(New York, October 27, 2008)
Statement by Ambassador Claudia Blum, Permanent Representative of Colombia to the United Nations, Item 49:Sustainable Development
My delegation associates itself with the statement delivered by Antigua and Barbuda on behalf of the Group of 77 and China, as well as with the statement delivered by Mexico on behalf of the countries of the Rio Group.
In his speech before the General Assembly, President Álvaro Uribe emphasized the seriousness of the environmental challenges that the world faces, and reaffirmed Colombia's firm commitment in the field of sustainable development.
Climate change constitutes a global problem that should be confronted urgently and under a fair and equitable perspective from the International community. The principle of common but differentiated responsibilities embodies that perspective. It is required a more decisive commitment from the part of developed countries, consistent with their historical responsibility. It is crucial to provide greater support to developing countries, which are more vulnerable to global warming and to its impacts in the subsistence and economic and social wellbeing of their people.
My country, even though merely accounts for 0.35% of greenhouse gas emissions, is highly vulnerable to the negative impacts of climate change. Colombia has had the highest occurrence level of disasters in Latin America in the last 30 years, with an average of 597.7 incidents per year. Floods, earth sliding and urban fires are the most frequent incident. These disasters have cost thousands of lives, as well as material losses that affect development. It is necessary to deepen international actions in support of efforts of adaptation to the changing climate.
Colombia ratifies its commitment with the United Nations Framework Convention on Climate Change, as the main process where the various aspects related to this issue should be addressed. The Second Committee should focus its work in this field on the promotion of the prevalence, autonomy and independence of the Convention. Following the important decisions achieved in Bali, which established a clear road map, we cannot afford the luxury of creating parallel agendas.
Colombia is a megadiverse country, blessed with natural wealth. With an extension that is equivalent to 0.7% of the world's continental surface, it hosts nearly 14% of the existing biodiversity in the planet. We have 578.000 squared kilometers of forest and we are committed to the protection of this wealth, as a significant contribution to global environmental wellbeing. In recent years we have been working in the conservation, restoration and management of the biological diversity at the ecosystem-level, with the implementation of strategies such as the consolidation of our System of Protected Areas and the development of sustainable productive alternatives. The Environmental Performance Index 2008 (prepared by the universities of Columbia and Yale) placed our country in the ninth place in the world.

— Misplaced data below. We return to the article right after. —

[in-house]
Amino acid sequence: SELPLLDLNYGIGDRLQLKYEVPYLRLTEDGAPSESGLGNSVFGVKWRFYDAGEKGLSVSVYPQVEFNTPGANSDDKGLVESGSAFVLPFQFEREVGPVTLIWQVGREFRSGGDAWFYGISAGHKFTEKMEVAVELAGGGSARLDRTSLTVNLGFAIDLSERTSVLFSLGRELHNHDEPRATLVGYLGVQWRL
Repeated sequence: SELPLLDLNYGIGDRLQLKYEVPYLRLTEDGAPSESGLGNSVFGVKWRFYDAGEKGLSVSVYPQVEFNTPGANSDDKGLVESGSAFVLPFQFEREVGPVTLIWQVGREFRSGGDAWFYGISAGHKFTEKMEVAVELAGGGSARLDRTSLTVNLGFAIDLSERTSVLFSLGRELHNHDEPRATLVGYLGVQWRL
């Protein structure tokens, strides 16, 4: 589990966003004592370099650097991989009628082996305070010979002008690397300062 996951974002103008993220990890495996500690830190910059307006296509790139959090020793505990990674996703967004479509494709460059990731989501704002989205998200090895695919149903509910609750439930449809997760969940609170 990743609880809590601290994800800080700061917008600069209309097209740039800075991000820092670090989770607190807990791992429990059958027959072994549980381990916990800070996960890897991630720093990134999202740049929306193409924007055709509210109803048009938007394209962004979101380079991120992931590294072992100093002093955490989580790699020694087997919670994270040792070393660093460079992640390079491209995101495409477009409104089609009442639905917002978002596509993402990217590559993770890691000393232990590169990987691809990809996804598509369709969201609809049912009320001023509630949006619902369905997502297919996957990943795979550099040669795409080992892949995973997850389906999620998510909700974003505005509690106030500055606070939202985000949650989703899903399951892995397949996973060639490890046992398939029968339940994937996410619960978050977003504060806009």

Higher levels of international support for the enormous human and financial efforts that countries such as Colombia make to protect the environment are required. For instance, today we are implementing programs to eradicate illicit crops and programs to promote alternative rural development, which are also a priority for UN entities such as the UN Office on Drugs and Crime. Illicit crops cause deforestation, desertification, destruction of valuable ecosystems and the depletion of water resources. The international community should honor the principle of shared responsibility with regards to the world drug problem. For every gram of cocaine that is consumed, 4 squared meters of our forest are destroyed.
In the area biodiversity, Colombia believes that it is crucial to significantly advance in the process of negotiations of an international regime on Access and Benefit Sharing (ABS), within the context of the Convention on Biological Diversity. The decision adopted by the Conference of the Parties in Bonn on this matter constitutes an important step in that direction. There is a need for a clear regime, which will fundamentally focus on the distribution of benefits and which will provide a regulation on access subject to national legislations.
Colombia recognizes the relevant role of the United Nation System in the area of environment. We are convinced of the importance of better-coordinated and more efficient international governance in this field. In this regard, the work that the General Assembly can carry out to promote the strengthening of the United Nations Environment Programme should constitute a priority.
To conclude, Colombia reaffirms its willingness to constructively contribute towards this objective, bearing always in mind the imperative to safeguard the appropriate balance among economic, social and environmental aspects, as pillars of sustainable development. This approach is essential to produce outcomes that will be of advantage to present and future generations, and will contribute effectively to the achievement of the Millennium Development Goals.
I thank you.